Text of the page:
Although the pro-family movement made great strides defending traditional marriage last election in states like California and Arizona, the battle is still not over. Come November, voters will need to vote against three new homosexual rights initiatives in Washington, Maine, and Kalamazoo, Michigan. This legislation is in new form but poses the same threat to the traditional definition of marriage. So here is a rundown of the legislation and where you can go to get involved.
Washington: Referendum 71
Referndum 71, to be voted on this November, allows voters to confirm or reject the expansion of domestic partnership rights to include all the rights previously designated only for traditional marriage.
When the expansion, SB 5688, was signed into law by Governor Christine Gregoire on May 18, 2009, the pro-family organization, Protect Marriage Washington, moved to action and organized efforts to gather the required 120,577 signatures to get the legislation onto the ballot for the public to actually vote on this redefinition of marriage.
According to Protect Marriage Washington, the expansion of domestic partnership rights in Senate Bill 5688 is the clearly the “last step before full civil marriage for gay and lesbian couples in the state.” The bill clearly sets the ground work for such a redefinition of marriage by including the phrase, “marriage shall apply equally to state registered Domestic Partnerships” over a hundred times. The Senate bill would also “redefine terms such as ‘husband’ and ‘wife’ to be interpreted as gender neutral,” exposing Washington to litigation by same-sex partners demanding the courts overturn the state’s Defense of Marriage Act.
To help in opposing this threat to traditional marriage, visit http://protectmarriagewa.com/.
Maine: Question 1
Similarly in Maine, proponents of traditional marriage have rallied together signatures to demand a vote on new legislation in Maine that would essentially “neuter marriage in the state.” The bill, LD 1020, “would remove the provision of Maine law that currently prohibits same-sex marriage, and would redefine marriage as a legal union between two people who may or may not be of the same sex.” The legislation was scheduled to take effect on Sept. 12 but thanks to the efforts of various pro-family organizations, the legislation will now be put to public vote.
According to Stand for Marriage Main, a Yes vote on Question 1 will prevent LD 1020 from ever becoming law, by “preventing homosexual marriage in Maine and preserving traditional marriage as the law. A Yes vote also maintains all the rights and benefits that same-sex couples now enjoy under Maine’s domestic partners law.”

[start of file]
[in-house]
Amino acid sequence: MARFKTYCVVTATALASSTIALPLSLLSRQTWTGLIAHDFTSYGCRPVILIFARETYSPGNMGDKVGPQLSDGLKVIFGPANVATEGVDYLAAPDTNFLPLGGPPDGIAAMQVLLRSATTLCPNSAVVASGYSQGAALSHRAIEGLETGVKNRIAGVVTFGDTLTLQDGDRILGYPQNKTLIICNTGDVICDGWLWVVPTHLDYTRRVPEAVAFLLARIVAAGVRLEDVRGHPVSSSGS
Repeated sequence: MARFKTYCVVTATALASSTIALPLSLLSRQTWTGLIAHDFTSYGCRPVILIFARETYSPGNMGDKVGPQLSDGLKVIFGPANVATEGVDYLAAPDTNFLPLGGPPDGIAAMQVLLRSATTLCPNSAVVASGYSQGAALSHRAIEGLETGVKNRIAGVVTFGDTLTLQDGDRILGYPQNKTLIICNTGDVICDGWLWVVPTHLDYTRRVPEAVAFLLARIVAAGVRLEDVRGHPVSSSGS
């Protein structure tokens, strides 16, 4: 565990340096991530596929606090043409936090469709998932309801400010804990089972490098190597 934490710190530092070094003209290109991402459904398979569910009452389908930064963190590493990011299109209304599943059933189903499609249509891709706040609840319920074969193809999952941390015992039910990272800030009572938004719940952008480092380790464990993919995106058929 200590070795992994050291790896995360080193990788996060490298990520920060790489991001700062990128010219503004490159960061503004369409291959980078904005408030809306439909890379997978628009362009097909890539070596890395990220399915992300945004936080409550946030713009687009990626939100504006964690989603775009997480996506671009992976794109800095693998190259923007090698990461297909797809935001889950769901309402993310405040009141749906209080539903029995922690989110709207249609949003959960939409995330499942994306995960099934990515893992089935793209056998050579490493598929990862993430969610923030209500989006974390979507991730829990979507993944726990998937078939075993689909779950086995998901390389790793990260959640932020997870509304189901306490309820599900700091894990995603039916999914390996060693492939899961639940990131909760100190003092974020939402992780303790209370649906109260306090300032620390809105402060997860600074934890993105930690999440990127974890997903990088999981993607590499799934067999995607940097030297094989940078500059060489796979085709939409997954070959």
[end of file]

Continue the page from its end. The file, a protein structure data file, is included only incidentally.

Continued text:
For more information, visit: http://www.standformarriagemaine.com/
Kalamzoo, Michigan: Special Rights Discrimination
Finally, in Michigan, a single city ordinance is also taking center stage in the homosexual rights debate. The Kalamazoo city ordinance for Special Rights Discrimination that “outlaws employment, housing and public-accommodation discrimination based on sexual orientation or gender identification, “ took effect July 9 but was quickly suspended when, once again, pro-family initiatives gathered enough signatures to put the legislation to public vote.
Proponents of the antidiscrimination ordinance, argue that if approved the legislation would do nothing more than make “it a city infraction to discriminate in housing, employment or access to public accommodations based on a person’s sexual identity or gender identification.”
However, local group Kalamazoo Citizens Voting No to Special Rights Discrimination, who are organizing opposition to the legislation, disagree. The legislation would undoubtedly result in reverse discrimination through which schools, businesses, and religions would be legislated into accepting homosexual conduct. As Kalamazoo Citizens Voting No to Special Rights Discrimination argue, “Sexual orientation ordinances are used to discriminate against individuals and organizations who don’t support homosexual activists’ political agenda.”
For more information on the impact of this antidiscrimination legislation visit: http://www.responsiblevoters.org/Default.aspx